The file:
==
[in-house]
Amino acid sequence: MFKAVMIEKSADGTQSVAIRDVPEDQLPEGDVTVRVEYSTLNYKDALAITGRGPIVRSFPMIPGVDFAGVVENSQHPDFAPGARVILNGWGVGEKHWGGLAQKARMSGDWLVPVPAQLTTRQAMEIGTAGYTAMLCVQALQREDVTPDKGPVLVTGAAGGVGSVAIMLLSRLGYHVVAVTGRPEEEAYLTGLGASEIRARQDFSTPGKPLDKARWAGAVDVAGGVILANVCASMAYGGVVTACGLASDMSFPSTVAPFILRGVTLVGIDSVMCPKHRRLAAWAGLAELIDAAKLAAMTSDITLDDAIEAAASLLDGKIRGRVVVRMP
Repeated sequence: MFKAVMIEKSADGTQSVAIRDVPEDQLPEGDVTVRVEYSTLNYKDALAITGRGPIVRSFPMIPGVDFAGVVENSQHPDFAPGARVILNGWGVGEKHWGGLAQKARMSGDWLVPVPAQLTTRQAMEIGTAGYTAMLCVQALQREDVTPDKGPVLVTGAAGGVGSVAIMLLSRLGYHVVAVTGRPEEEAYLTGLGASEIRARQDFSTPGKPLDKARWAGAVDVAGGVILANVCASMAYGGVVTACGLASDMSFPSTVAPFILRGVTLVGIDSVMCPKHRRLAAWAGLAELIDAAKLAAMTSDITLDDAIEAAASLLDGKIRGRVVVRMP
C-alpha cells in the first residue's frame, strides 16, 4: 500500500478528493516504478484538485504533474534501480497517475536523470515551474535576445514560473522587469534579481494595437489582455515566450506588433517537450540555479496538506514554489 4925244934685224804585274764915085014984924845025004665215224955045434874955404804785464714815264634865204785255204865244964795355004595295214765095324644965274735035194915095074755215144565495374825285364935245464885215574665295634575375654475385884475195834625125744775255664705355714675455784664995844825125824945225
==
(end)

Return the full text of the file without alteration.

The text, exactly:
[in-house]
Amino acid sequence: MFKAVMIEKSADGTQSVAIRDVPEDQLPEGDVTVRVEYSTLNYKDALAITGRGPIVRSFPMIPGVDFAGVVENSQHPDFAPGARVILNGWGVGEKHWGGLAQKARMSGDWLVPVPAQLTTRQAMEIGTAGYTAMLCVQALQREDVTPDKGPVLVTGAAGGVGSVAIMLLSRLGYHVVAVTGRPEEEAYLTGLGASEIRARQDFSTPGKPLDKARWAGAVDVAGGVILANVCASMAYGGVVTACGLASDMSFPSTVAPFILRGVTLVGIDSVMCPKHRRLAAWAGLAELIDAAKLAAMTSDITLDDAIEAAASLLDGKIRGRVVVRMP
Repeated sequence: MFKAVMIEKSADGTQSVAIRDVPEDQLPEGDVTVRVEYSTLNYKDALAITGRGPIVRSFPMIPGVDFAGVVENSQHPDFAPGARVILNGWGVGEKHWGGLAQKARMSGDWLVPVPAQLTTRQAMEIGTAGYTAMLCVQALQREDVTPDKGPVLVTGAAGGVGSVAIMLLSRLGYHVVAVTGRPEEEAYLTGLGASEIRARQDFSTPGKPLDKARWAGAVDVAGGVILANVCASMAYGGVVTACGLASDMSFPSTVAPFILRGVTLVGIDSVMCPKHRRLAAWAGLAELIDAAKLAAMTSDITLDDAIEAAASLLDGKIRGRVVVRMP
C-alpha cells in the first residue's frame, strides 16, 4: 500500500478528493516504478484538485504533474534501480497517475536523470515551474535576445514560473522587469534579481494595437489582455515566450506588433517537450540555479496538506514554489 4925244934685224804585274764915085014984924845025004665215224955045434874955404804785464714815264634865204785255204865244964795355004595295214765095324644965274735035194915095074755215144565495374825285364935245464885215574665295634575375654475385884475195834625125744775255664705355714675455784664995844825125824945225